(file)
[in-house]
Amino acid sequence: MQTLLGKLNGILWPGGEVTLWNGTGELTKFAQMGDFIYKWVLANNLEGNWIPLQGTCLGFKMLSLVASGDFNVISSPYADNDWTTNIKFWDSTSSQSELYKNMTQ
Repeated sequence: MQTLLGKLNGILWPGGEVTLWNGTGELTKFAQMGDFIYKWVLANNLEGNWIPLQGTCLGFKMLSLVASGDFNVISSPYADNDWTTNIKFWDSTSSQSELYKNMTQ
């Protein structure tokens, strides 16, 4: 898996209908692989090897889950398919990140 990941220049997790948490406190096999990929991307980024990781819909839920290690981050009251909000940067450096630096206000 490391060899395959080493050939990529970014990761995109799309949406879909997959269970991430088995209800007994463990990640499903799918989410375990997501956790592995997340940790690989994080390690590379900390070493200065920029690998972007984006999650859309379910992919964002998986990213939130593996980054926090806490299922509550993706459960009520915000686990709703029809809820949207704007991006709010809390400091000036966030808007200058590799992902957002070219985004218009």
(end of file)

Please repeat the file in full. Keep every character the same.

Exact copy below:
[in-house]
Amino acid sequence: MQTLLGKLNGILWPGGEVTLWNGTGELTKFAQMGDFIYKWVLANNLEGNWIPLQGTCLGFKMLSLVASGDFNVISSPYADNDWTTNIKFWDSTSSQSELYKNMTQ
Repeated sequence: MQTLLGKLNGILWPGGEVTLWNGTGELTKFAQMGDFIYKWVLANNLEGNWIPLQGTCLGFKMLSLVASGDFNVISSPYADNDWTTNIKFWDSTSSQSELYKNMTQ
């Protein structure tokens, strides 16, 4: 898996209908692989090897889950398919990140 990941220049997790948490406190096999990929991307980024990781819909839920290690981050009251909000940067450096630096206000 490391060899395959080493050939990529970014990761995109799309949406879909997959269970991430088995209800007994463990990640499903799918989410375990997501956790592995997340940790690989994080390690590379900390070493200065920029690998972007984006999650859309379910992919964002998986990213939130593996980054926090806490299922509550993706459960009520915000686990709703029809809820949207704007991006709010809390400091000036966030808007200058590799992902957002070219985004218009």